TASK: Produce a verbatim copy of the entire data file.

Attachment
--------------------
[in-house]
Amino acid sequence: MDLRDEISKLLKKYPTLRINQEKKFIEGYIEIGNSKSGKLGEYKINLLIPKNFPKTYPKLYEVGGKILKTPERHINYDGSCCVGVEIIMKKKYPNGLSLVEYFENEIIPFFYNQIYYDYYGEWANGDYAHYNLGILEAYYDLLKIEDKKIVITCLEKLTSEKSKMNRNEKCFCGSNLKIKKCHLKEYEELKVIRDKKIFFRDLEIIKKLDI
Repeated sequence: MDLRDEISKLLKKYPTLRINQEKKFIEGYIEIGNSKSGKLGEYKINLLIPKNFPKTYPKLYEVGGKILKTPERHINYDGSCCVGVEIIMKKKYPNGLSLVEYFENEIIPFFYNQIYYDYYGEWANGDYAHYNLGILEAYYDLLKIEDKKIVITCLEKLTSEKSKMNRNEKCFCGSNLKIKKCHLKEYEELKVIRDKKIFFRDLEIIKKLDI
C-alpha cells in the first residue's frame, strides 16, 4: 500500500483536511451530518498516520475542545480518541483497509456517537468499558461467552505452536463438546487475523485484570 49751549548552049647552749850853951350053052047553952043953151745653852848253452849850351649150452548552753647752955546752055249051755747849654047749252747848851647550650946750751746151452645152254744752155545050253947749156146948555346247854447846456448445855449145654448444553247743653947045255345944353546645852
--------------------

[in-house]
Amino acid sequence: MDLRDEISKLLKKYPTLRINQEKKFIEGYIEIGNSKSGKLGEYKINLLIPKNFPKTYPKLYEVGGKILKTPERHINYDGSCCVGVEIIMKKKYPNGLSLVEYFENEIIPFFYNQIYYDYYGEWANGDYAHYNLGILEAYYDLLKIEDKKIVITCLEKLTSEKSKMNRNEKCFCGSNLKIKKCHLKEYEELKVIRDKKIFFRDLEIIKKLDI
Repeated sequence: MDLRDEISKLLKKYPTLRINQEKKFIEGYIEIGNSKSGKLGEYKINLLIPKNFPKTYPKLYEVGGKILKTPERHINYDGSCCVGVEIIMKKKYPNGLSLVEYFENEIIPFFYNQIYYDYYGEWANGDYAHYNLGILEAYYDLLKIEDKKIVITCLEKLTSEKSKMNRNEKCFCGSNLKIKKCHLKEYEELKVIRDKKIFFRDLEIIKKLDI
C-alpha cells in the first residue's frame, strides 16, 4: 500500500483536511451530518498516520475542545480518541483497509456517537468499558461467552505452536463438546487475523485484570 49751549548552049647552749850853951350053052047553952043953151745653852848253452849850351649150452548552753647752955546752055249051755747849654047749252747848851647550650946750751746151452645152254744752155545050253947749156146948555346247854447846456448445855449145654448444553247743653947045255345944353546645852